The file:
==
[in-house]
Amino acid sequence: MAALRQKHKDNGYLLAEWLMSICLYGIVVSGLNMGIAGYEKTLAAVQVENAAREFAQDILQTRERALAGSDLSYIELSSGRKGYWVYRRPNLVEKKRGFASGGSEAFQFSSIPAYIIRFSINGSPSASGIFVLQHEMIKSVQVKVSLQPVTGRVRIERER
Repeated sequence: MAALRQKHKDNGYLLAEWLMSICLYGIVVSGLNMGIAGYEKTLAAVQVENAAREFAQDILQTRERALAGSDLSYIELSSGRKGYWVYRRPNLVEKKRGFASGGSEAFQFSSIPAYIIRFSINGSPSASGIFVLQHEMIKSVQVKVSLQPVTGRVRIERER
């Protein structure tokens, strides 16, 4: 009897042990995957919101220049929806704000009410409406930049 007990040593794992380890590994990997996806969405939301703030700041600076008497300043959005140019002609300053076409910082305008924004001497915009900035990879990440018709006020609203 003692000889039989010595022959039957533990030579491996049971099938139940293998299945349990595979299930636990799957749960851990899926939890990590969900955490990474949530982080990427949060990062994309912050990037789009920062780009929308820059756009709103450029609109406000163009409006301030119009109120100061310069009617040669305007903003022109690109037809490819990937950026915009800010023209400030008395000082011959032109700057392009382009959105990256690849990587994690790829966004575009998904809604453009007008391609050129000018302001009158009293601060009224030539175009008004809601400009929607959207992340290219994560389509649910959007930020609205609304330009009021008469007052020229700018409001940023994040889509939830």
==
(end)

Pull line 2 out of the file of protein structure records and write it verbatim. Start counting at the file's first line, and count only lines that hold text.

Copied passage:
Amino acid sequence: MAALRQKHKDNGYLLAEWLMSICLYGIVVSGLNMGIAGYEKTLAAVQVENAAREFAQDILQTRERALAGSDLSYIELSSGRKGYWVYRRPNLVEKKRGFASGGSEAFQFSSIPAYIIRFSINGSPSASGIFVLQHEMIKSVQVKVSLQPVTGRVRIERER